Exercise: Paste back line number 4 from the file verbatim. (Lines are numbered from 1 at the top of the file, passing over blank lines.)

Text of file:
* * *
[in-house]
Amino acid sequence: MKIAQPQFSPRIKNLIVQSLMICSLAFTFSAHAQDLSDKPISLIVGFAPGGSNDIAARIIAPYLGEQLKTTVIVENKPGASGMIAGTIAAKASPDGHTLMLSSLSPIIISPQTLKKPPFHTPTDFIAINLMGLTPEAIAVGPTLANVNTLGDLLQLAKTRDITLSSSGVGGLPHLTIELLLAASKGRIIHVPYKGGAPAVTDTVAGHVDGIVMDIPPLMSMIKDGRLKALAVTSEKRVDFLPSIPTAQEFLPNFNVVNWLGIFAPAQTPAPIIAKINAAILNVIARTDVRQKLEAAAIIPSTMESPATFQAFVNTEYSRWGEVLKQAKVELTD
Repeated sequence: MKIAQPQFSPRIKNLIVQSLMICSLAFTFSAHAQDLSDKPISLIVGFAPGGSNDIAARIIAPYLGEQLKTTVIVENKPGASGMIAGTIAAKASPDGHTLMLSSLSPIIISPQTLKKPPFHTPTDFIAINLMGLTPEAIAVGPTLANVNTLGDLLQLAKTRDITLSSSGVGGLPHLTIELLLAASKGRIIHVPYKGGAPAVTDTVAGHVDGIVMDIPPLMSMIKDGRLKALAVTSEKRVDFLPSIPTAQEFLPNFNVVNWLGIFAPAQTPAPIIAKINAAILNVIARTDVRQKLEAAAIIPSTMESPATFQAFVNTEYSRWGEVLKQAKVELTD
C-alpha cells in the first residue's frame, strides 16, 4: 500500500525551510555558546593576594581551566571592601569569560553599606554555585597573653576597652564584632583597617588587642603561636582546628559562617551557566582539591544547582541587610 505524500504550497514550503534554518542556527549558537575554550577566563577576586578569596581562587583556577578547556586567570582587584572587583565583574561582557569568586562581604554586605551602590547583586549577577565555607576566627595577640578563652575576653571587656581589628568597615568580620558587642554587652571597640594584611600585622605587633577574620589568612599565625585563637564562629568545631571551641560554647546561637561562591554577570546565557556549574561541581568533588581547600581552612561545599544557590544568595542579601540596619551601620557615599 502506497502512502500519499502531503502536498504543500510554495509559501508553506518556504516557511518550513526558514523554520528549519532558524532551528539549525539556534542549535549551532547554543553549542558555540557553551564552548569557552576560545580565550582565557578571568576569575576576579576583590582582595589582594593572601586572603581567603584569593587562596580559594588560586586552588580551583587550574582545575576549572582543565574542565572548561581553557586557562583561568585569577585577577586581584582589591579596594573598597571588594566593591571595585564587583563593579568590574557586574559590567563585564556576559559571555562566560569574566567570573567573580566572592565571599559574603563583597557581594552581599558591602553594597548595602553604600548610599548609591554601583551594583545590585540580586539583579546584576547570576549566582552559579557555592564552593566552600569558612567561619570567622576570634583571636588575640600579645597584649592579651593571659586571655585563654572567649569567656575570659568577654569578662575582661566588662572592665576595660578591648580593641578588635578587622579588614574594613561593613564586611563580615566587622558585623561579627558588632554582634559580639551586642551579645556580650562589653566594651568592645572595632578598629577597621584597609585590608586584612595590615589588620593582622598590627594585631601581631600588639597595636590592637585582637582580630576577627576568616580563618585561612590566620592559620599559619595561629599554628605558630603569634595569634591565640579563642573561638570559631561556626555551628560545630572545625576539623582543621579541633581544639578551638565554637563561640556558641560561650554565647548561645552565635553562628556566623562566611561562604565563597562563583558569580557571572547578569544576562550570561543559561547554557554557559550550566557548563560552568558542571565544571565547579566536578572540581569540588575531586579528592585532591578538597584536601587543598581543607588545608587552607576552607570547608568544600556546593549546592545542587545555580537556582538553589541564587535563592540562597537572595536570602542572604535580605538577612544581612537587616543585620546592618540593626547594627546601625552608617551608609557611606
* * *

C-alpha cells in the first residue's frame, strides 16, 4: 500500500525551510555558546593576594581551566571592601569569560553599606554555585597573653576597652564584632583597617588587642603561636582546628559562617551557566582539591544547582541587610 505524500504550497514550503534554518542556527549558537575554550577566563577576586578569596581562587583556577578547556586567570582587584572587583565583574561582557569568586562581604554586605551602590547583586549577577565555607576566627595577640578563652575576653571587656581589628568597615568580620558587642554587652571597640594584611600585622605587633577574620589568612599565625585563637564562629568545631571551641560554647546561637561562591554577570546565557556549574561541581568533588581547600581552612561545599544557590544568595542579601540596619551601620557615599 502506497502512502500519499502531503502536498504543500510554495509559501508553506518556504516557511518550513526558514523554520528549519532558524532551528539549525539556534542549535549551532547554543553549542558555540557553551564552548569557552576560545580565550582565557578571568576569575576576579576583590582582595589582594593572601586572603581567603584569593587562596580559594588560586586552588580551583587550574582545575576549572582543565574542565572548561581553557586557562583561568585569577585577577586581584582589591579596594573598597571588594566593591571595585564587583563593579568590574557586574559590567563585564556576559559571555562566560569574566567570573567573580566572592565571599559574603563583597557581594552581599558591602553594597548595602553604600548610599548609591554601583551594583545590585540580586539583579546584576547570576549566582552559579557555592564552593566552600569558612567561619570567622576570634583571636588575640600579645597584649592579651593571659586571655585563654572567649569567656575570659568577654569578662575582661566588662572592665576595660578591648580593641578588635578587622579588614574594613561593613564586611563580615566587622558585623561579627558588632554582634559580639551586642551579645556580650562589653566594651568592645572595632578598629577597621584597609585590608586584612595590615589588620593582622598590627594585631601581631600588639597595636590592637585582637582580630576577627576568616580563618585561612590566620592559620599559619595561629599554628605558630603569634595569634591565640579563642573561638570559631561556626555551628560545630572545625576539623582543621579541633581544639578551638565554637563561640556558641560561650554565647548561645552565635553562628556566623562566611561562604565563597562563583558569580557571572547578569544576562550570561543559561547554557554557559550550566557548563560552568558542571565544571565547579566536578572540581569540588575531586579528592585532591578538597584536601587543598581543607588545608587552607576552607570547608568544600556546593549546592545542587545555580537556582538553589541564587535563592540562597537572595536570602542572604535580605538577612544581612537587616543585620546592618540593626547594627546601625552608617551608609557611606